•          Loss of appetite

•          Inflammation of gums or mouth

•          Chronic or reoccurring infections of skin, eyes, bladder, and the upper respiratory tract

•          Persistent diarrhea

•          Eye conditions

•          Behavior changes

•          Slow but progressive weight loss

If your cat shows any of the symptoms above, it is essential to have them tested for FIV by their veterinarian.

What is their life expectancy?

A cat who contracts FIV will usually still have a strong immune system for several years after infection. It is only over time, that the effects of the virus may start to show, and even then, most infections can be treated with the appropriate medications. With love and good care however, many FIV positive cats can live normal lifespans. These days, it’s not unusual to find FIV positive cats reaching 15 years or more.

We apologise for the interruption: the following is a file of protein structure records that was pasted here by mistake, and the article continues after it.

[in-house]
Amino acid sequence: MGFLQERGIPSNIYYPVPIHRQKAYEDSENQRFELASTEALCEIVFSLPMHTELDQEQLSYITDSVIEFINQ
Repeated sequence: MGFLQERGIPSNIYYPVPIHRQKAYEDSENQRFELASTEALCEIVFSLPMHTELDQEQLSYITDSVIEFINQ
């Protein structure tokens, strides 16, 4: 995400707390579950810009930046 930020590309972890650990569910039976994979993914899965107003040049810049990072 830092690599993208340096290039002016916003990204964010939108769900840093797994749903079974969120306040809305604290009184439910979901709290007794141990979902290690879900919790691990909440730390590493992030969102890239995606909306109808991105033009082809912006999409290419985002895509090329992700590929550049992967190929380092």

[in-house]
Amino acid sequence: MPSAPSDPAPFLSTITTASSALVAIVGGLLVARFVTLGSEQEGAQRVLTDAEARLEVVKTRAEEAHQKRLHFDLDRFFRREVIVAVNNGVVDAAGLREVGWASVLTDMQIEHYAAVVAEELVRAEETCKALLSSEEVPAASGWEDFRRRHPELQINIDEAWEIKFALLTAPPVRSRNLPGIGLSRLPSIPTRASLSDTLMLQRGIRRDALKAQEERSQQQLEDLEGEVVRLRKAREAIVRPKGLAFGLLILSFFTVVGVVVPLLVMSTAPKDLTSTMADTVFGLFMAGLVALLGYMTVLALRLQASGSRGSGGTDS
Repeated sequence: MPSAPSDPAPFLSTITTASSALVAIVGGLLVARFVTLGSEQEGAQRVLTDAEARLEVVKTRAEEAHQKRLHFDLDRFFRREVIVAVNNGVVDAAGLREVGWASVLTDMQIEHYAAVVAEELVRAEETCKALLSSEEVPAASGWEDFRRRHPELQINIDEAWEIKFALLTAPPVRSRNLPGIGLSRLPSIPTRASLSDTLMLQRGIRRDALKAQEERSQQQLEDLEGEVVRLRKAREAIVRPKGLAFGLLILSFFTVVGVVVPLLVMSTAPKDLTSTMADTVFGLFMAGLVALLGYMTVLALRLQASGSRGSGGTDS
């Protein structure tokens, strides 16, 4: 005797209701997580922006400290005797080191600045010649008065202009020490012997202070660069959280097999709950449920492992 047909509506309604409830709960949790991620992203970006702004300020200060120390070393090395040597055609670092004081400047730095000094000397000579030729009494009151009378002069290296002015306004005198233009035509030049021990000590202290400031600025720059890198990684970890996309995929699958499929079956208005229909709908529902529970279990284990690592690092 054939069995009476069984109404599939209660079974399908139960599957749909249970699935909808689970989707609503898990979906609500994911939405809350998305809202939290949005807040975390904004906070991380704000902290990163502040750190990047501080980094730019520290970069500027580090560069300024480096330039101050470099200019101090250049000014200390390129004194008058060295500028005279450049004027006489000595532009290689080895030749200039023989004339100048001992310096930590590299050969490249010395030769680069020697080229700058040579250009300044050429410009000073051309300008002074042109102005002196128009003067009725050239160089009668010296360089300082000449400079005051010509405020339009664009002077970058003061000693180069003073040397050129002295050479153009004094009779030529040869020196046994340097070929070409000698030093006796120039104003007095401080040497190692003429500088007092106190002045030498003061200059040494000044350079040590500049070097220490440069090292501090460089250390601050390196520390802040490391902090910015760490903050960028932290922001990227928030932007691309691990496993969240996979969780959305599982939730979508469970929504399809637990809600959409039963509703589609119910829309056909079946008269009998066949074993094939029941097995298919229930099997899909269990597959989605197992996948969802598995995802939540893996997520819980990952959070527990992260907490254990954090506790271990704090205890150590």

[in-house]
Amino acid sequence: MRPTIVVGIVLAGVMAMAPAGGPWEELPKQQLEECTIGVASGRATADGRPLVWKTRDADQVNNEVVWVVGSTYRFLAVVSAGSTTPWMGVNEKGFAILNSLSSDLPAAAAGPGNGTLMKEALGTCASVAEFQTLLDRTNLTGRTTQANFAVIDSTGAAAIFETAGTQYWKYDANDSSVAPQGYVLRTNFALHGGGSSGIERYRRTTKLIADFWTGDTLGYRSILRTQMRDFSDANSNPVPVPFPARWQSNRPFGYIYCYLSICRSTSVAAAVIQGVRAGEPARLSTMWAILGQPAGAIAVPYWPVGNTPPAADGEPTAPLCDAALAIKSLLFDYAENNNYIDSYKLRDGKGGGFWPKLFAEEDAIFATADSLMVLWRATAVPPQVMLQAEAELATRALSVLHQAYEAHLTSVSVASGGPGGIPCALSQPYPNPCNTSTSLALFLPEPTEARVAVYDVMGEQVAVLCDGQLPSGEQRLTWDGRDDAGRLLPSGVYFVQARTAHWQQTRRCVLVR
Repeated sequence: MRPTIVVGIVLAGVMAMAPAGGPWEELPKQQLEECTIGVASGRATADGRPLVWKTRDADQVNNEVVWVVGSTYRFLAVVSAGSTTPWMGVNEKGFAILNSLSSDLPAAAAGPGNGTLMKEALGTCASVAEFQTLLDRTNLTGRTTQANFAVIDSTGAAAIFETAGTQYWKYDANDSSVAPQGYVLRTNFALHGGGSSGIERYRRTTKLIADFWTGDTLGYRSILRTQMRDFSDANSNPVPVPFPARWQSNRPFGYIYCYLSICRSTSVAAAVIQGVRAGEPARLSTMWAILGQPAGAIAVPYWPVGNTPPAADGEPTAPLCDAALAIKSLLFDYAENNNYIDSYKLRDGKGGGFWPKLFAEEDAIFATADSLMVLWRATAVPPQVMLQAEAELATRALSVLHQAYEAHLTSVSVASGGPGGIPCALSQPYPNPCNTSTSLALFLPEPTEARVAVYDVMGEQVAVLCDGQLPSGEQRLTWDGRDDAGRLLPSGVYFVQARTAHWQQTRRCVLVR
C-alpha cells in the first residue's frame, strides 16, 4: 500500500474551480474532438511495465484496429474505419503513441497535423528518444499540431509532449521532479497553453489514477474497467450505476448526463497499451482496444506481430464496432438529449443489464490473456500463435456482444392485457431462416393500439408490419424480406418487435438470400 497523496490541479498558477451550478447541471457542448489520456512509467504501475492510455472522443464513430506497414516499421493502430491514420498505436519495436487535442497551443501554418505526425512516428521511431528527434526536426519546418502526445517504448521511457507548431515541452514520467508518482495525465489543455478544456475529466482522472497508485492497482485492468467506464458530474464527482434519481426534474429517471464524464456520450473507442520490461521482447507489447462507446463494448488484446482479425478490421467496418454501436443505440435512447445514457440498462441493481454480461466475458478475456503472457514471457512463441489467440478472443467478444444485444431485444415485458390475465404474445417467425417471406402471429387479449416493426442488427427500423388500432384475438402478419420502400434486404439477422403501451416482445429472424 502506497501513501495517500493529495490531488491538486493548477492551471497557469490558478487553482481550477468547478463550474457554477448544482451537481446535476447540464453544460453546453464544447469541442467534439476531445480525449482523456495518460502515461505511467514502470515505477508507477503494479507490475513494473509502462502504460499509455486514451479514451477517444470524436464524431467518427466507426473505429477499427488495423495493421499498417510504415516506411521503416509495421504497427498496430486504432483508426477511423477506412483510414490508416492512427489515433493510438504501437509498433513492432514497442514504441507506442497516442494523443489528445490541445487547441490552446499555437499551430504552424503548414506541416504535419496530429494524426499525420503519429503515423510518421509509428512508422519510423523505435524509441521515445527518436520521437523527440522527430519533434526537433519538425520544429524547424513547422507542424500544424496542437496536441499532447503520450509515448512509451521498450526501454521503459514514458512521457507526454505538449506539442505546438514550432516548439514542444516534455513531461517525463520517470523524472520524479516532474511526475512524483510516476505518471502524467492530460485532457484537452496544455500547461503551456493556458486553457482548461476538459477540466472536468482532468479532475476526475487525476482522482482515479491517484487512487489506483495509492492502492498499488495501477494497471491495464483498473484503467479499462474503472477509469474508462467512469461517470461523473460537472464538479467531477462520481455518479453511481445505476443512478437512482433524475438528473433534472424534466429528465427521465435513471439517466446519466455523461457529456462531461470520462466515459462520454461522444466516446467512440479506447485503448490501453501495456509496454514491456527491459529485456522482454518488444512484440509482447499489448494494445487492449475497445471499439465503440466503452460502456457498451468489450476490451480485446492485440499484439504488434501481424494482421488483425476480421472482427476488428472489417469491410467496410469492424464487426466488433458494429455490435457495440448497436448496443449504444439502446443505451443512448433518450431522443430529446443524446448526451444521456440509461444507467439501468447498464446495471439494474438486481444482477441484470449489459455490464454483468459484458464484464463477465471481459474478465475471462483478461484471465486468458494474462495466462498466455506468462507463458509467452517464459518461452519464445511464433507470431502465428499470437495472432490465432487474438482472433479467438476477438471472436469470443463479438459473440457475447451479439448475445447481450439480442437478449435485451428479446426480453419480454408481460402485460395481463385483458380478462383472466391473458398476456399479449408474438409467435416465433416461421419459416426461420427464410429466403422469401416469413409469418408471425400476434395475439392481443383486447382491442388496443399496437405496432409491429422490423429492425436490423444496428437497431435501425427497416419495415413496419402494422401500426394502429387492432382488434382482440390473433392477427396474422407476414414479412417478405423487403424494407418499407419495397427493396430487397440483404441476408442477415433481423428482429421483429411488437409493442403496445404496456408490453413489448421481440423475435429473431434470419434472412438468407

Treatment and Management

Unfortunately, there is currently no definitive cure for FIV. However, it is important to realize that while it is impossible to predict the survival of a given cat infected with FIV, cats infected with FIV can live very normal, healthy lives for many years if managed appropriately. Once an FIV infected cat has experienced one or more severe illnesses as a result of infection, however, or if persistent fever and weight loss are present, the prognosis is generally less favorable.